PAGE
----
January 3, 2018

WTOP Interview: Deciding where to live during and after a divorce

LISTEN NOW! Deciding where to live can be challenging during and after a divorce. Here are some things to consider
Dawn Doebler, MBA, CPA, CFP®, CDFA®, Senior Wealth Advisor

Interview Transcript:

Shawn Anderson: 05:11 here on WTOP, another wild trading day on Wall Street [but] this time the DOW closed up 567 points that's a nearly 2.5% increase and the Nasdaq and S&P both 2% today.

Hillary Howard: Joining us live Dawn Doebler, co-founder of Her Wealth and Senior Wealth Advisor at The Colony Group in Bethesda. Great to see you Dawn.

Dawn Doebler: Good to see you.

Hillary: So people have been watching the market you know, a little nervously, what's the backstory here?

Dawn: Well I think you know, many times uncertainty can lead to volatility and that's really what's going on here, there's a lot of uncertainty in the political environment, in inflation and valuations are relatively high. That’s certainly can breed fear about what's coming next and that can tend to feed on itself. So people are inclined to react and then sometimes that causes many people to react, which generally is not something that we recommend and fortunately we saw a nice turnaround today so that's a good sign 

Shawn: Alright now let's talk about what we wanted to talk to you about today, unfortunately it's about divorce and if you're getting divorced and you're deciding where to live and whether you should sell your house, these are among the most difficult decisions you can make and it can be fraught with emotional, practical, significant financial implications here, what makes this such a difficult decision for folks going through a divorce? 

Dawn: Well you know it can be an emotional decision just like looking at the stock market going up and down and wondering about your retirement and the point that we wanted to make here is that actually you can lose as much from making a poor decision about living situation and divorce as you can from a 1000 point drop in the stock market. So it is an emotional time for many people, so we really suggest that people do what they can to try to cut through to the emotions, not necessarily take recommendations from their friends because every situation is very unique. So we wrote our article to come up with some things for you to think about as well as 6 questions to ask yourself if you think you've landed on a decision.


Hillary: Well what are some of those questions?

Dawn: Well Hillary we’ve outlined 3 basic choices:

1.    Certainly staying in your home and there can be merits to that, especially keeping one aspect of your life certain particularly if you have children but what we want people to be considering is long term maintenance cost and really, what are the total costs of keeping your home and can you really afford that and if someone's going to need a mortgage to do that, you have to consider? Do you have the cash flow and do you have the credit rating to qualify for a mortgage, that's something that people often ignore.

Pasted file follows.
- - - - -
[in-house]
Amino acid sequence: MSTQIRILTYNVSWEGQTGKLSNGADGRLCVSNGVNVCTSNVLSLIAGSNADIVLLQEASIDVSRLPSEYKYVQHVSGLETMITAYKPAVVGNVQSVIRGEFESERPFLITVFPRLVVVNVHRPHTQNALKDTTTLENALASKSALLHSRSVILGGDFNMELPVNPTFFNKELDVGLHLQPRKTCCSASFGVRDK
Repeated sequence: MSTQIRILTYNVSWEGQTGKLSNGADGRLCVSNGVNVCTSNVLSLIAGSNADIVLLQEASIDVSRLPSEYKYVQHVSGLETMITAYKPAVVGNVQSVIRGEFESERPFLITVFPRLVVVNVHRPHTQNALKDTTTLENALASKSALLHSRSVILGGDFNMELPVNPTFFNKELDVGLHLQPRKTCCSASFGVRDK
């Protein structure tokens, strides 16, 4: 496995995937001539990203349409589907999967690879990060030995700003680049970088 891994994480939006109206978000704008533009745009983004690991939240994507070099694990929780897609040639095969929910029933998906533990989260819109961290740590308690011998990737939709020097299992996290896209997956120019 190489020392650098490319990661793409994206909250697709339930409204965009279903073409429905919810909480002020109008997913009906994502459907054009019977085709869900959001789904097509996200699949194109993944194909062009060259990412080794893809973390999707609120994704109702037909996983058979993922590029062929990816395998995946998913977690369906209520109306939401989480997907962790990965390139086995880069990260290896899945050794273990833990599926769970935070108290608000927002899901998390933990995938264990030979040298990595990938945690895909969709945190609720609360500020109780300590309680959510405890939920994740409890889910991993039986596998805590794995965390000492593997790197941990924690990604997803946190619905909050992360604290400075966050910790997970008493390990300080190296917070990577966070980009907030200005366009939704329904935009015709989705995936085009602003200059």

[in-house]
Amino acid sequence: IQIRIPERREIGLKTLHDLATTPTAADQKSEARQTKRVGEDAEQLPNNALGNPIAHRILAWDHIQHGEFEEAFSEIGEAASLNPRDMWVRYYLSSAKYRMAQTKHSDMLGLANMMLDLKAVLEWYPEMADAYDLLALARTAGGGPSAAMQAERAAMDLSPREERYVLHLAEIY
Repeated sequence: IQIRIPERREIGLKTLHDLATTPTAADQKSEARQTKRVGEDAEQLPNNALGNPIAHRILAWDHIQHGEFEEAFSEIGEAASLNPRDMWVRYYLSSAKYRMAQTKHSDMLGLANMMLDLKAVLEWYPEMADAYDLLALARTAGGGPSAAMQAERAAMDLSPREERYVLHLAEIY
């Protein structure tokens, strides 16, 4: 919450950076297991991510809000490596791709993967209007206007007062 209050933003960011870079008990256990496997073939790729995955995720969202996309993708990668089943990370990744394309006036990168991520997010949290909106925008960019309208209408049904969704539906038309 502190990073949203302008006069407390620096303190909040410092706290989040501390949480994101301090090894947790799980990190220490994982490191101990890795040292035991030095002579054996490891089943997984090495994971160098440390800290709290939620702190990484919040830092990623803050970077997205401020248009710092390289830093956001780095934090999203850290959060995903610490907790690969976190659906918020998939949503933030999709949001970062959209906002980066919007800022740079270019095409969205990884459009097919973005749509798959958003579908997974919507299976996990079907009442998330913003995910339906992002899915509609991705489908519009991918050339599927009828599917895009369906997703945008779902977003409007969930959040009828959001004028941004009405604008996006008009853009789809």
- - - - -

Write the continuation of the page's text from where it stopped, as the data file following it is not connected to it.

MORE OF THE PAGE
2.    A lot of people may consider buying a new home, that's an attractive option at this stage of life certainly and under the right circumstances it may give you an option to begin building equity. But, on the flip side, there are a lot of upfront costs and what we see happening is, those costs require cash and often times cash is tight because the joint accounts are frozen, maybe settlement takes longer than expected and also if you're making that decision in haste you may change your mind.

3.    So it's not necessarily the best option and that's really why I often recommend that people consider renting, it gives you an opportunity to try out your new lifestyle, see how things go and actually free up some cash flow from other things that you may want to do, like starting a new retirement account or starting a business.

Shawn: Final 30 seconds, how do you know if you're making the best decision?

Dawn: Well once you reach what you think is a decision we have 6 questions. I'm going to give you just my two favorite, the first one is – ask yourself how does the choice meet your needs of yourself and your family now and in the next 5 years and the most important, if you make that choice, what are you giving up with your other financial goals.

Hillary: Alrighty, thank you Dawn. That's Dawn Doebler with the Colony Group, for more go to wtop.com and search Her Wealth.

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Dawn Doebler, MBA, CPA, CFP®, CDFA®, Senior Wealth Advisor

Dawn’s experience spans more that 25 years providing wealth management, financial planning and corporate finance solutions for clients. As an MBA, CPA, Certified Financial Planner (CFP®), and a Certified Divorce Financial Analyst (CDFA®), she is uniquely qualified to understand the challenges and financial needs of clients from executives to entrepreneurs, as well as single breadwinner parents. Dawn is a weekly contributor to WTOP radio.